Think you're having a rough day? Try being a wasp larva, destined never to fully develop, but instead to sacrifice yourself to save your luckier siblings. Welcome to the twisted world of the wasp Copidosoma floridanum, a species whose bizarro reproductive strategies were recently elucidated in research out of Tokyo University of Agriculture and Technology. A female wasp will lay her one or two eggs inside of the egg of a caterpillar known as a cabbage looper, according to New Scientist:
"One egg might not sound so bad, but [this wasp egg] is no ordinary egg. It is polyembryonic, meaning that the single embryo cell at its heart can repeatedly clone itself. As a result, just one egg can produce up to 2000 offspring."
The wasp larvae develop inside the caterpillar; there can be thousands of the wasp usurpers in a single caterpillar. The larvae that will later become adult wasps, known as reproductive larvae, survive by feeding on the caterpillar's blood. The other larvae are there just to fend off larvae from other wasp eggs that might have been laid in the same caterpillar egg:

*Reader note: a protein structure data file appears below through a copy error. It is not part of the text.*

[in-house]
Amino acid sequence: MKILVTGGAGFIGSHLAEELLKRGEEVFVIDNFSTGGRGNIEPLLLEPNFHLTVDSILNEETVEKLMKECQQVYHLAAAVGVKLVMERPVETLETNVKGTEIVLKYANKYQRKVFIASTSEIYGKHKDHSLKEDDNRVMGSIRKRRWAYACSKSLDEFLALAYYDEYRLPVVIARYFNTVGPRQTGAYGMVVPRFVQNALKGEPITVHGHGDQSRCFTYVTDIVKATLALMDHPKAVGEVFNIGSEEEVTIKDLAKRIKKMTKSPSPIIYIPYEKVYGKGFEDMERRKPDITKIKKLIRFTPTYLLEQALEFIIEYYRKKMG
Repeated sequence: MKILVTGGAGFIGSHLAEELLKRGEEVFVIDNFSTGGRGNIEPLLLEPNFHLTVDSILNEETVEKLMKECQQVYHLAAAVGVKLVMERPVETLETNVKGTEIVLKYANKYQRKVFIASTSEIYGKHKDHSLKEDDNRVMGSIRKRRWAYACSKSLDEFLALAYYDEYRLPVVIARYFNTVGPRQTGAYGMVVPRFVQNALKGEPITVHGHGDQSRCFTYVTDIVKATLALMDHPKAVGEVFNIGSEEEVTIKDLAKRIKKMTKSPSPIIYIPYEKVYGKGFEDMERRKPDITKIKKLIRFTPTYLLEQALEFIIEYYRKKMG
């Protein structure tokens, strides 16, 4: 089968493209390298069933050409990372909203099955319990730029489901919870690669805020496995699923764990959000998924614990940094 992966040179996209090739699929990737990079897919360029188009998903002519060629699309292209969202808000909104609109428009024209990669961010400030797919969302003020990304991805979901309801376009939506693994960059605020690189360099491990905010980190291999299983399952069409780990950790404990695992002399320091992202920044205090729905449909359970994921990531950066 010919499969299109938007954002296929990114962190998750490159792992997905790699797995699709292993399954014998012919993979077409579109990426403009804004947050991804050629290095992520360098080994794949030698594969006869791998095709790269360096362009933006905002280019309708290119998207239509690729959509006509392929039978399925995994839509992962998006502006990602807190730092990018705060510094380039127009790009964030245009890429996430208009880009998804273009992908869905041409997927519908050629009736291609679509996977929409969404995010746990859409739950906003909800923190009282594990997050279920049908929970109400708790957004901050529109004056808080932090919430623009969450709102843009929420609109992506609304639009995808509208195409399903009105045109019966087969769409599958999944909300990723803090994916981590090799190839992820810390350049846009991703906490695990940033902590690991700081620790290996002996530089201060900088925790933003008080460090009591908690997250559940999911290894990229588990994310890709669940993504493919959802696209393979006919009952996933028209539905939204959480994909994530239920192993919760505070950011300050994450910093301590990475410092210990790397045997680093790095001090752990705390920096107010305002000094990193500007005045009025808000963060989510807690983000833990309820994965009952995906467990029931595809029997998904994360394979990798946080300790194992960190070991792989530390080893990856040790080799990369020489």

"The second caste is the precocious larvae. These develop earlier than the reproductive larvae – hence their name – and they look quite different, with a thinner body and larger mandibles. They have no sex cells and will never become adults or reproduce. These are the child soldiers."
Makes our own sibling rivalries seem pretty tame, by comparison.
Image: flickr / Dialed-in!